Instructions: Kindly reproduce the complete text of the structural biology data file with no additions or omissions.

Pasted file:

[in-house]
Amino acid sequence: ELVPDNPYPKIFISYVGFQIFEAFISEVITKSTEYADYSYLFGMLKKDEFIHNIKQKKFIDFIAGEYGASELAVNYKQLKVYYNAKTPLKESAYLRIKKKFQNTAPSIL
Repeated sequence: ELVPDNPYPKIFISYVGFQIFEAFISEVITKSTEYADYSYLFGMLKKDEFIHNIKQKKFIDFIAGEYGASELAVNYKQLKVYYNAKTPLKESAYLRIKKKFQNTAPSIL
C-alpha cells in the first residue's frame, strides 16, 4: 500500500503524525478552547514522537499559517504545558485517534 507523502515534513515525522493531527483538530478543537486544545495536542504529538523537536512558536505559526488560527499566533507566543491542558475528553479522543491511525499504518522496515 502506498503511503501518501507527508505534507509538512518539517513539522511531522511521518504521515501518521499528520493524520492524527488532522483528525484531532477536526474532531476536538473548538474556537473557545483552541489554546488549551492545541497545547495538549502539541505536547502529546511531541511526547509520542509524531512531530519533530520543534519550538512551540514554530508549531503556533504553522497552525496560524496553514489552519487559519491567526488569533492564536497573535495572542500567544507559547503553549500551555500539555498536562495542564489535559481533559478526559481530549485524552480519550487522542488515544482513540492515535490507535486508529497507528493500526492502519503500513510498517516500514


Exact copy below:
[in-house]
Amino acid sequence: ELVPDNPYPKIFISYVGFQIFEAFISEVITKSTEYADYSYLFGMLKKDEFIHNIKQKKFIDFIAGEYGASELAVNYKQLKVYYNAKTPLKESAYLRIKKKFQNTAPSIL
Repeated sequence: ELVPDNPYPKIFISYVGFQIFEAFISEVITKSTEYADYSYLFGMLKKDEFIHNIKQKKFIDFIAGEYGASELAVNYKQLKVYYNAKTPLKESAYLRIKKKFQNTAPSIL
C-alpha cells in the first residue's frame, strides 16, 4: 500500500503524525478552547514522537499559517504545558485517534 507523502515534513515525522493531527483538530478543537486544545495536542504529538523537536512558536505559526488560527499566533507566543491542558475528553479522543491511525499504518522496515 502506498503511503501518501507527508505534507509538512518539517513539522511531522511521518504521515501518521499528520493524520492524527488532522483528525484531532477536526474532531476536538473548538474556537473557545483552541489554546488549551492545541497545547495538549502539541505536547502529546511531541511526547509520542509524531512531530519533530520543534519550538512551540514554530508549531503556533504553522497552525496560524496553514489552519487559519491567526488569533492564536497573535495572542500567544507559547503553549500551555500539555498536562495542564489535559481533559478526559481530549485524552480519550487522542488515544482513540492515535490507535486508529497507528493500526492502519503500513510498517516500514